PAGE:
Recently, a study that found that medical errors are far more frequent than most people imagine. In fact, medical errors may be the third leading cause of death in the United States. Because there is no code for indicating medical errors as a cause of death, these deaths are not tracked. If the incidence of deaths as a result of medical errors is this high, then it is likely that there is also a good deal of non-fatal harm caused by medical errors. A person or the loved ones of a person who suffers as a result of medical errors about what they can do.
Major medical errors such as leaving surgical sponges behind in a patient or wrong-site surgery are known as “never events” because they are never supposed to happen. In some cases, a hospital or surgeon might try to cover up or minimize such an error. These are among the rarer types of errors, but they can also be the most devastating.
Medication errors are surprisingly common. Fortunately, not all of them are harmful or fatal, but some can be. Nursing protocols teach an approach to dispensing medication known as the “five rights.” This involves ensuring that it is the right medication, the right patient, the right dosage, the right timing and the right manner of dispensing the medication. Unfortunately, because of a lack of communication, distraction, or for other reasons, errors still might happen. Doctors, pharmacists and other medical professionals may also dispense the wrong medicine or the wrong dosage.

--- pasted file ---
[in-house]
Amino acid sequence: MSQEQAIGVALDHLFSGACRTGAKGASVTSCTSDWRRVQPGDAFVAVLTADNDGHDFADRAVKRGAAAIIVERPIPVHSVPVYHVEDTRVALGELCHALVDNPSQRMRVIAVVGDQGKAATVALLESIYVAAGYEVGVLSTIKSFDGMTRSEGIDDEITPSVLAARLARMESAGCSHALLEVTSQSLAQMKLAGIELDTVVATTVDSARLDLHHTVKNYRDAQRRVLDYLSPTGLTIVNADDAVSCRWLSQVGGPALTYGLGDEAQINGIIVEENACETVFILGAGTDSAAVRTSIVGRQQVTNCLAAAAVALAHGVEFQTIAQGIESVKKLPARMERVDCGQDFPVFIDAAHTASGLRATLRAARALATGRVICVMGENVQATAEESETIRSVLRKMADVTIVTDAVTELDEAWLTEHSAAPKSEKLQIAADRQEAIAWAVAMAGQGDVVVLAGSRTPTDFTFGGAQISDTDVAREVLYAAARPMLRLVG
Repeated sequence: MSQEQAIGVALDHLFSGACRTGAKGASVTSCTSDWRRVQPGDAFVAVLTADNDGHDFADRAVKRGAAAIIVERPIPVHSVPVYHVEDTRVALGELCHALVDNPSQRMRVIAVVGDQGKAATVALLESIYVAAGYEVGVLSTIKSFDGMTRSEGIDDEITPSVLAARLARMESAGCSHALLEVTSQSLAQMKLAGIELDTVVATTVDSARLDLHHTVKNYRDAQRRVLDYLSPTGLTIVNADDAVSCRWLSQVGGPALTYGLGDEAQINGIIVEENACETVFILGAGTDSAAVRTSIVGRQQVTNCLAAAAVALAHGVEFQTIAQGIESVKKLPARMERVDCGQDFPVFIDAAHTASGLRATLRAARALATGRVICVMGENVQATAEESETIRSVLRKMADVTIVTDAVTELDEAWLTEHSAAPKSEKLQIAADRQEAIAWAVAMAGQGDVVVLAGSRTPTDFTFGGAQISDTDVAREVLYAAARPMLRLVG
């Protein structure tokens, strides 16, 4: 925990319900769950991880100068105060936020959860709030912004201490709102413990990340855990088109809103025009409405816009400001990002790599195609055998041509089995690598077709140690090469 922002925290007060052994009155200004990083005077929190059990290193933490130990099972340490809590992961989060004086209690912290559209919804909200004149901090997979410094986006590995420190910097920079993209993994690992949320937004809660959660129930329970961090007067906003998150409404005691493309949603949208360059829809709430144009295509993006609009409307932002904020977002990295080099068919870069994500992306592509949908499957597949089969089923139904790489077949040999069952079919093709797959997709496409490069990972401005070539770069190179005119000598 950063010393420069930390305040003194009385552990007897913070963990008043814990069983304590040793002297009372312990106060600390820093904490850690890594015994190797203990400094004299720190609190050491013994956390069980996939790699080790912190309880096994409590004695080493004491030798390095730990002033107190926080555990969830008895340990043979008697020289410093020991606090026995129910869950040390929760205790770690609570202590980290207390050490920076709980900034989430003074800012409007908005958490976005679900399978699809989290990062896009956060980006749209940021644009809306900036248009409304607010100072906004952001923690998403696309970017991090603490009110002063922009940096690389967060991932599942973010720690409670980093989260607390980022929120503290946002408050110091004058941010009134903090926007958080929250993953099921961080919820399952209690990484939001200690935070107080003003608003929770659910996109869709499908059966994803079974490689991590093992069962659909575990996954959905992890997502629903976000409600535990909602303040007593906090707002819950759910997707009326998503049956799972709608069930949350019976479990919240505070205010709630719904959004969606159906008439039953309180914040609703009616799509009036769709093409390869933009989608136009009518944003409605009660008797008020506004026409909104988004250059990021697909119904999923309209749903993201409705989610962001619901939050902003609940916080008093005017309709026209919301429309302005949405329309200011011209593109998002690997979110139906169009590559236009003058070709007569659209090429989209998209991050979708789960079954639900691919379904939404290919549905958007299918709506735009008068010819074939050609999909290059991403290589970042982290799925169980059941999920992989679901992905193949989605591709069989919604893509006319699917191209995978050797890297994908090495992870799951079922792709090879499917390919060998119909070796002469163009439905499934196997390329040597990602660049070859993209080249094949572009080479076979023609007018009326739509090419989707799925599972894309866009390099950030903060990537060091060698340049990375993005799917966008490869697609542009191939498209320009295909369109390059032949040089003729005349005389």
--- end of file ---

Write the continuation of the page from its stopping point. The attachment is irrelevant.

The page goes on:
Medical professionals may misinterpret test results or dismiss a patient’s symptoms if that patient does not meet the typical profile for a certain condition. This can lead to a delay in treatment that can cause a significant medical setback.
These are just a few of the types of medical errors that can cause serious harm or setbacks to a person’s treatment. A lawsuit against the responsible parties may lead to compensation.